Linked by Julien Quintard on Tue 27th Jun 2006 17:33 UTC
OSNews, Generic OSes This paper describes the design of the kaneton microkernel. This system was designed to be ported on many architectures without being intrusive. Moreover, the main goal of this system was to be understandable by everyone interested in operating systems internals. To do so, the kaneton design and implementation are very elegant and easy to understand. Finally, the kaneton microkernel includes modern distributed concepts leading to a powerful, secure, flexible and reliable microkernel based OS. Note: This is the first entry to our Alternative OS Contest which runs through 14th July!
Order by: Score:
This is more like it.
by Tuishimi on Tue 27th Jun 2006 19:45 UTC
Tuishimi
Member since:
2005-07-06

I could not stop reading this article. The only part I had a little trouble understanding was section 5, portability. Other than that it was a great read.

While some of the concepts seemed new, most of them, I believe, have been implemented in one way or another in different kernels. I guess that the way in which they were implemented makes them unique.

It all sounds like a fun project!

Reply Score: 3

RE: This is more like it.
by skx2 on Tue 27th Jun 2006 19:58 UTC in reply to "This is more like it."
skx2 Member since:
2005-07-06

Definitely agreed!

Originally I wasn't too sure what to expect from the contents but this was an excellent article, and I'm very much looking forward to seeing more in a similar vain.

A lot more interesting than a lot of things posted here.

Reply Score: 2

RE: This is more like it.
by JulienQuintard on Tue 27th Jun 2006 20:19 UTC in reply to "This is more like it."
JulienQuintard Member since:
2006-06-27

The portability system is indeed pretty hard to understand without the source code.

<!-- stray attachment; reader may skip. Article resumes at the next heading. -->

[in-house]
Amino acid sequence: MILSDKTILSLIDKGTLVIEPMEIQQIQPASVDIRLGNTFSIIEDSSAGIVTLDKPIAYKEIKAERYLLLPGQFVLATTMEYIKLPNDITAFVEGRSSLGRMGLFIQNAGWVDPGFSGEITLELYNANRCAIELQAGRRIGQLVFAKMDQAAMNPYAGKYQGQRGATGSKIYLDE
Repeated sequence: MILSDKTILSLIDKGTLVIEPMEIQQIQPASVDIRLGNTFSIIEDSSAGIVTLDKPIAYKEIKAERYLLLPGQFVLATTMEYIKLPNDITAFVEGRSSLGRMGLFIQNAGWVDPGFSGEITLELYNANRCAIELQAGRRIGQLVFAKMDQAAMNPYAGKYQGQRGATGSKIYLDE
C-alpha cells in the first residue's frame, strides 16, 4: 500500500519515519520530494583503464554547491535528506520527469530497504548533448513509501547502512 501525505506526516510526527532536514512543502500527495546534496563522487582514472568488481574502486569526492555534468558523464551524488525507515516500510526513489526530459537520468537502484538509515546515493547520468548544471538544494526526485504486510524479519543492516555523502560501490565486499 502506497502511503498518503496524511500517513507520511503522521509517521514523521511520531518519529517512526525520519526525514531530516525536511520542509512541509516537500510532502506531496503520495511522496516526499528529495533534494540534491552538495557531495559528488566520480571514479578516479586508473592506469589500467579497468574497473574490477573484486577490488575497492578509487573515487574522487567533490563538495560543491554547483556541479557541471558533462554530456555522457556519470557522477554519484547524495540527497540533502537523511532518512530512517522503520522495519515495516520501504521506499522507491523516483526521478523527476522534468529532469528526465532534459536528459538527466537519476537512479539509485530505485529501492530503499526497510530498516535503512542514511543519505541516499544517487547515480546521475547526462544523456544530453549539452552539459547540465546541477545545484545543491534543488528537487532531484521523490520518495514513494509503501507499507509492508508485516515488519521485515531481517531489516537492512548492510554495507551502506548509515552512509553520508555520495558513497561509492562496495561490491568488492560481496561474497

It is the same problem for the set manager concept.

Reply Score: 1

RE[2]: This is more like it.
by Tuishimi on Tue 27th Jun 2006 21:00 UTC in reply to "RE: This is more like it."
Tuishimi Member since:
2005-07-06

I think I got the basic concept of the set manager to keep references to the basic components/facets of objects?

Reply Score: 1

Hate to shoot someone down...
by wacco on Tue 27th Jun 2006 20:21 UTC
wacco
Member since:
2006-06-27

...this really feels like somebody's pet project which isn't getting anywhere. No source, no implementation details, one author. There are more names listed, but the website, this article, and the only documentation on the website (the reference doc under papers) are all created by the same person.
However, just one author doesn't have to be a bad thing. The bad thing is that there's no source! What use is an 'educational' OS if there's nothing to be found about it and nobody can actually see it?
All in all, it really sounds like the author is just grasping the basics about microkernels, and likes writing about it more than actually trying to implement anything. I wish him best of luck, but it gets a general 'meh..' until something's actually done.

Of course, if there *is* an implementation somewhere, I didn't say anything. Besides the fact that I'd like to see it and give it a go. ;)

Reply Score: 3

RE: Hate to shoot someone down...
by Adam S on Tue 27th Jun 2006 20:27 UTC in reply to "Hate to shoot someone down..."
Adam S Member since:
2005-04-01

This entry is not elligible to win unless they produce either the source OR an available binary (it can even be commercial). It simply has to be available in some way, shape, or form to qualify.

Reply Score: 1

JulienQuintard Member since:
2006-06-27

I can add something to the kaneton website like "source code for sale: 3 billion dollars"...

More seriously we are not doing this contest to win. just to share our ideas.

Reply Score: 3

wacco Member since:
2006-06-27

Sharing ideas is always good! In that case only kudos to writing a 7 page article without intention of actually participating in the actual 'contest'. On those terms, I feel obliged to give some more constructive feedback to it.

For starters, the following two quotes are very contradictive;
"leading to a powerful *snip* microkernel based OS"